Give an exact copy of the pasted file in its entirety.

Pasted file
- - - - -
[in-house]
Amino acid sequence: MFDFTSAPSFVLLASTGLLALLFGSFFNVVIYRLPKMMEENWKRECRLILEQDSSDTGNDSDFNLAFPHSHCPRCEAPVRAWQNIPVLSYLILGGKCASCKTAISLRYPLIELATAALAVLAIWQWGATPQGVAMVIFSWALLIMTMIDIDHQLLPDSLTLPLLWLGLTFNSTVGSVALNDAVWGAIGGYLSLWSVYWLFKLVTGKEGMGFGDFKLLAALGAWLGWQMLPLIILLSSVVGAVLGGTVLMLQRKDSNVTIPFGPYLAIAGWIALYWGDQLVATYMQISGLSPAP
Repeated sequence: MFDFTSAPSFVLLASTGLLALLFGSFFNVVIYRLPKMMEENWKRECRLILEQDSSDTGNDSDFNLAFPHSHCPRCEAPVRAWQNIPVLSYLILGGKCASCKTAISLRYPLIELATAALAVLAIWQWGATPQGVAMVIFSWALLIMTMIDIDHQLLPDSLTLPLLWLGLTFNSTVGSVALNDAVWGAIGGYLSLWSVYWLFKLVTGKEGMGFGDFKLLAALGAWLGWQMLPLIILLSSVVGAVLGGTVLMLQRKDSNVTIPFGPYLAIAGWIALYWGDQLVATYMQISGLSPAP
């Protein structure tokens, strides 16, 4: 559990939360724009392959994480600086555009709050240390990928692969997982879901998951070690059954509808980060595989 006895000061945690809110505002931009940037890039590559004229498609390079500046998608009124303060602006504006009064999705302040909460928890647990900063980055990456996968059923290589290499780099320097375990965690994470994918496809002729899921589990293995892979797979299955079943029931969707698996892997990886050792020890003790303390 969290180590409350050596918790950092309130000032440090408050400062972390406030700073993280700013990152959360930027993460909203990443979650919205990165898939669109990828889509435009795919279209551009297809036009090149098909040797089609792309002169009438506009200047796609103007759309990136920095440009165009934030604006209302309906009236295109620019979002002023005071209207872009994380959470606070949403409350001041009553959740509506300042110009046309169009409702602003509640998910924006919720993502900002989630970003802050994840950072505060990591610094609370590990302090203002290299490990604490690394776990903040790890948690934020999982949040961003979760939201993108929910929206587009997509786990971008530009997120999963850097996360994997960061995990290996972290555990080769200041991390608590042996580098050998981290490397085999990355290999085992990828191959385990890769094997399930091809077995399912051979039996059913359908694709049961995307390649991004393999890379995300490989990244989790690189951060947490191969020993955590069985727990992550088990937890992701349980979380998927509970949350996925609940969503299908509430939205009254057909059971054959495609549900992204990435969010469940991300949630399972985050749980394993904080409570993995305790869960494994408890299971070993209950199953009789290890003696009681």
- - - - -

[in-house]
Amino acid sequence: MFDFTSAPSFVLLASTGLLALLFGSFFNVVIYRLPKMMEENWKRECRLILEQDSSDTGNDSDFNLAFPHSHCPRCEAPVRAWQNIPVLSYLILGGKCASCKTAISLRYPLIELATAALAVLAIWQWGATPQGVAMVIFSWALLIMTMIDIDHQLLPDSLTLPLLWLGLTFNSTVGSVALNDAVWGAIGGYLSLWSVYWLFKLVTGKEGMGFGDFKLLAALGAWLGWQMLPLIILLSSVVGAVLGGTVLMLQRKDSNVTIPFGPYLAIAGWIALYWGDQLVATYMQISGLSPAP
Repeated sequence: MFDFTSAPSFVLLASTGLLALLFGSFFNVVIYRLPKMMEENWKRECRLILEQDSSDTGNDSDFNLAFPHSHCPRCEAPVRAWQNIPVLSYLILGGKCASCKTAISLRYPLIELATAALAVLAIWQWGATPQGVAMVIFSWALLIMTMIDIDHQLLPDSLTLPLLWLGLTFNSTVGSVALNDAVWGAIGGYLSLWSVYWLFKLVTGKEGMGFGDFKLLAALGAWLGWQMLPLIILLSSVVGAVLGGTVLMLQRKDSNVTIPFGPYLAIAGWIALYWGDQLVATYMQISGLSPAP
């Protein structure tokens, strides 16, 4: 559990939360724009392959994480600086555009709050240390990928692969997982879901998951070690059954509808980060595989 006895000061945690809110505002931009940037890039590559004229498609390079500046998608009124303060602006504006009064999705302040909460928890647990900063980055990456996968059923290589290499780099320097375990965690994470994918496809002729899921589990293995892979797979299955079943029931969707698996892997990886050792020890003790303390 969290180590409350050596918790950092309130000032440090408050400062972390406030700073993280700013990152959360930027993460909203990443979650919205990165898939669109990828889509435009795919279209551009297809036009090149098909040797089609792309002169009438506009200047796609103007759309990136920095440009165009934030604006209302309906009236295109620019979002002023005071209207872009994380959470606070949403409350001041009553959740509506300042110009046309169009409702602003509640998910924006919720993502900002989630970003802050994840950072505060990591610094609370590990302090203002290299490990604490690394776990903040790890948690934020999982949040961003979760939201993108929910929206587009997509786990971008530009997120999963850097996360994997960061995990290996972290555990080769200041991390608590042996580098050998981290490397085999990355290999085992990828191959385990890769094997399930091809077995399912051979039996059913359908694709049961995307390649991004393999890379995300490989990244989790690189951060947490191969020993955590069985727990992550088990937890992701349980979380998927509970949350996925609940969503299908509430939205009254057909059971054959495609549900992204990435969010469940991300949630399972985050749980394993904080409570993995305790869960494994408890299971070993209950199953009789290890003696009681």